The hair was still TV-anchor perfect, the blue-eyed squint as dreamy as ever. But the famously gaudy grin was largely absent on December 27 when John Edwards booted up his second run for President from the backyard of Orelia Tyler’s flood-wrecked home in New Orleans’s Ninth Ward. With no notes, no teleprompter and a microphone that kept threatening to fritz out, Edwards stood starkly alone, framed from most camera angles by only a bare tree and a corpse-gray midwinter sky, talking in spare and straightforward terms about a massive national recommitment to fighting poverty and reviving the middle class. We need to get our hands dirty, said Edwards, who’d helped clean up Tyler’s yard the day before.
The symbolism was unmissable. In 2004 Edwards’s wing-and-a-prayer candidacy was propelled by much the same “happy populism” that won Bill Clinton the White House in 1992. The one-term senator from North Carolina constantly invoked his inspiring rise from humble roots as a mill worker’s son and offered a compelling diagnosis of the “Two Americas” created by economic inequities. But his prescriptions for solving the problem were as threadbare as his foreign-policy expertise. After an often bitter experience as John Kerry’s running mate in 2004, Edwards came away disgusted by the safe, poll-tested politics he had once embraced. “In our effort to be elected,” he told me in 2005, “we’ve become minimalists, tinkering around the edges–our tax cut is better than yours, we’ll have smaller class sizes. That’s not what the country wants. There’s a hunger to be about a big moral cause–a moral cause that’s bigger than our own self-interest.”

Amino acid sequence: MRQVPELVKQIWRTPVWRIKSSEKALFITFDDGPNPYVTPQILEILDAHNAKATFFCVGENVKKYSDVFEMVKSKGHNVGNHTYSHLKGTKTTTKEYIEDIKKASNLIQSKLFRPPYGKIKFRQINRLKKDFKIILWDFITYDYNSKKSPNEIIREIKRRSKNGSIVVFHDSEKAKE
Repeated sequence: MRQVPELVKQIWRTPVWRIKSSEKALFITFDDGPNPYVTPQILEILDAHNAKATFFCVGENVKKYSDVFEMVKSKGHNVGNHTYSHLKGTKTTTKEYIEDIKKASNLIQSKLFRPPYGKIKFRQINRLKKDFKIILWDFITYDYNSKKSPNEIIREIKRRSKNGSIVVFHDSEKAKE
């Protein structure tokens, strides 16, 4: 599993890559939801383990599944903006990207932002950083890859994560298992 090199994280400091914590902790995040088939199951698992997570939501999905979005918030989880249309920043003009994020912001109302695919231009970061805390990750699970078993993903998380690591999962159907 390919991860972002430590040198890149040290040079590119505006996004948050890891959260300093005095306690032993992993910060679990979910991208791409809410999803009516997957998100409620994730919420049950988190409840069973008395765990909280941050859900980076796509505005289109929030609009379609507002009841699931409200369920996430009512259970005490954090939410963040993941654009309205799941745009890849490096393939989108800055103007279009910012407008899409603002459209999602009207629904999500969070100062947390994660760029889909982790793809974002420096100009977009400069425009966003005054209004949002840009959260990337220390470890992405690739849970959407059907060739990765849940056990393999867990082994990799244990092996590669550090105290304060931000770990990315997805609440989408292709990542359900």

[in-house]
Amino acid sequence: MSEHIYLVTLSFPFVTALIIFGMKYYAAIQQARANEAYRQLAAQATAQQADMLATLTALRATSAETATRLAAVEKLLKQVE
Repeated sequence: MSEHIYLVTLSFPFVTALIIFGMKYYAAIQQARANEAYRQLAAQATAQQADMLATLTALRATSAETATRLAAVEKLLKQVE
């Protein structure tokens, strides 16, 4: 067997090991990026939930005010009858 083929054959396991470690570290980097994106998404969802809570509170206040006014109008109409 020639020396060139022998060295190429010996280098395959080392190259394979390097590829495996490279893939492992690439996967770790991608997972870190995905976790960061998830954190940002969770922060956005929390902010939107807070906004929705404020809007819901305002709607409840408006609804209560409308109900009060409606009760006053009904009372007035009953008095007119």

In New Orleans, Edwards sketched out a purpose-driven politics aimed at combating economic injustices and human atrocities both at home and abroad in places like Uganda and Sudan. “We need to ask Americans to be…patriotic about something beyond war,” he said. With considerable input from his campaign chief, powerful former Congressman David Bonior of Michigan, Edwards is rolling out an ambitious plan for universal health insurance while calling for a new spin on Lyndon Johnson’s “War on Poverty,” creating a million federally funded jobs with nonprofit or government agencies and making the first year of college free for kids from poor families. Unblinking about his “mistake” of voting to authorize the Iraq War, Edwards calls for the immediate withdrawal of 40,000 to 50,000 troops and a major reorientation of foreign policy. “You can’t lead through raw power,” he said. The world needs “to see our better angels again.”
Edwards’s harder-edged populism could be ideally attuned to the political moment. It’s certainly a message well suited to the insurgent’s campaign Edwards must wage against the Hillary Clinton cash machine and Barack Obama’s big-media bandwagon. Barnstorming with labor groups for minimum-wage initiatives last year, Edwards poured the foundation for an old-fashioned ground war–something that Bonior, a longtime champion of middle-class and labor interests, is famous for. And with his aggressive and innovative online campaign, Edwards aims to be Dean 2.0, the next generation of netroots politicking.
Even in 2004 Edwards showed a certain fearlessness about delivering bad news. “Two Americas,” after all, ain’t exactly an upper. With fewer catchphrases and more frank talk this time, Edwards hopes to catch the fancy of voters looking for a sea change from the surreal Bush years. The country needs blue skies, it’s true, but the more pressing need is for a President capable of doing what Gerald Ford did in 1975, when he lumbered into his first State of the Union address and grimly, bracingly declared, “The state of the union is not good.”